WASHINGTON, December 28, 2017: Revelations of sexual harassment in the workplace has toppled such well-known figures as Harvey Weinstein, Matt Lauer, Charlie Rose, and Bill O’Reilly. In many cases, these perpetrators paid large settlements to their victims.
Part of those settlements are the agreement to keep the details secret.
The money paid came from the accused person or the organizations which employed them.
Now we are facing revelations about sexual harassment on the part of members of Congress. Those accused include Rep. John Conyers (D-MI), Sen. Al Franken (D-MN), Rep. Eric Massa (D-NY), Rep. Blake Farenthold (R-TX), Rep. Trent Franks (R-AZ), and Rep. Ruben Kihuen (D-NV).
In the case of these congressmen, similar settlements have been made. Their victims have all kept details of the assault secret.
But in the cases involving Congressmen, it is U.S. taxpayers who paid the bill.
This is nothing new. Several years ago, Rep. Alcee L. Hastings (D-FL), who remains in Congress, faced sexual harassment charges. The Treasury Department paid out a settlement of at least $200,000. Hastings, who was cleared by a house ethics committee investigation, claims he did not know the settlement was paid until after the fact.
The House of Representatives secretly paid $115,000 to settle three sexual harassment claims between 2008 and 2012. According to Rep. Gregg Harper (R-Mississippi), chairman of the House Administration Committee, the figure includes $85,000 paid in 2010 to settle claims brought by young men who said that Rep. Eric J. Massa (D-NY) had groped them.
The figure brings to $199,000 the amount paid out of a fund controlled by Congress’s secretive Office of Compliance.
Four claims paid
Since 2008 four claims were paid under a confidential procedure that many lawmakers say they did not know existed. There is no public information about the claims or which members of Congress they involve. A bipartisan bill would require members of Congress to reimburse the Treasury for sexual harassment payments.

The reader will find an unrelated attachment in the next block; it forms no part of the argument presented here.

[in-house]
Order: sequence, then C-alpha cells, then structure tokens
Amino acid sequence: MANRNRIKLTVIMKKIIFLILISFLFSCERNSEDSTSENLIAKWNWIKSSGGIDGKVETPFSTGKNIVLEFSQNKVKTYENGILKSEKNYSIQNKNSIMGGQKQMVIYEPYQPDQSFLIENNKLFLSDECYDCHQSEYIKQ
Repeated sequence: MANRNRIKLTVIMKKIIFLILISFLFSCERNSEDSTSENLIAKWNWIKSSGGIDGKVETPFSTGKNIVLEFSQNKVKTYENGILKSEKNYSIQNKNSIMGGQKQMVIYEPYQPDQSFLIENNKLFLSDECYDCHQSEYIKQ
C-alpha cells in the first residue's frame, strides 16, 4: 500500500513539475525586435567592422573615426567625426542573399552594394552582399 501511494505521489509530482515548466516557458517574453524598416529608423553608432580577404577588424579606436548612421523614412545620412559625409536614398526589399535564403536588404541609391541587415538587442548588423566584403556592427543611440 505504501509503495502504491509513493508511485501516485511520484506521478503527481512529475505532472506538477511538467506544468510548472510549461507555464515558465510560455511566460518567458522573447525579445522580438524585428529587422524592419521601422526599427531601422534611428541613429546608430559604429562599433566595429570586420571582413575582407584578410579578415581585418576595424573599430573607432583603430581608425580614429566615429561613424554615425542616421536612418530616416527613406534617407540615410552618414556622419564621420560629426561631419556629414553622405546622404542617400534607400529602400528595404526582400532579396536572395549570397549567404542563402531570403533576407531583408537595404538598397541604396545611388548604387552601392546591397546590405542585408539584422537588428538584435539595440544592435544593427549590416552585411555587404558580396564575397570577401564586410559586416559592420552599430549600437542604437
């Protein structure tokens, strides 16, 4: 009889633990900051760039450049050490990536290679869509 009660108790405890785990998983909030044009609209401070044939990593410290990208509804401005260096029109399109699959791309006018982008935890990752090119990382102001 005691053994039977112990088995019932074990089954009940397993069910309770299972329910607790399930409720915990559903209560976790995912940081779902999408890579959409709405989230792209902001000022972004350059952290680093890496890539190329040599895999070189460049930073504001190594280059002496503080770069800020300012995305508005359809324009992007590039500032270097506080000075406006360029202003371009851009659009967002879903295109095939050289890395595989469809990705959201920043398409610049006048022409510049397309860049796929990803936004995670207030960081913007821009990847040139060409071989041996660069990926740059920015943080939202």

Under federal law, congressional employees who bring claims against lawmakers must go through a confidential mediation process. Although the law does not require it, the parties typically sign a non-disclosure form. These agreements are to not talk about any settlements. Only now are taxpayers beginning to learn how their dollars are being spent.
Rep. Farenthold has acknowledged that Congress paid $84,000 to settle a claim filed in 2014 with former communications director Lauren Greene. Greene alleges that Farenthold told another aide that he had “sexual fantasies” about her, among other indiscretions.
Mr. Farenthold has now promised to repay the money to the Treasury.
Members of Congress have paid settlements from office budgets, also taxpayer funds.
Since October, seven members of the House and Senate have resigned or announced plans not to run for re-election amid allegations of sexual harassment of misconduct.
It has long been true that the very idea of congressional ethics has been an oxymoron. It is not for no reason that the public has such a negative view of Congress. In a poll in November, Gallup asked voters if they approve or disapprove of the way Congress does its job. Those who approved were 13% and those who disapproved were 81%.
The role of Congress
Members of Congress fail to understand what their job is meant to be. Ideally, it is not to represent whatever their party demands or the transitory views of their constituents.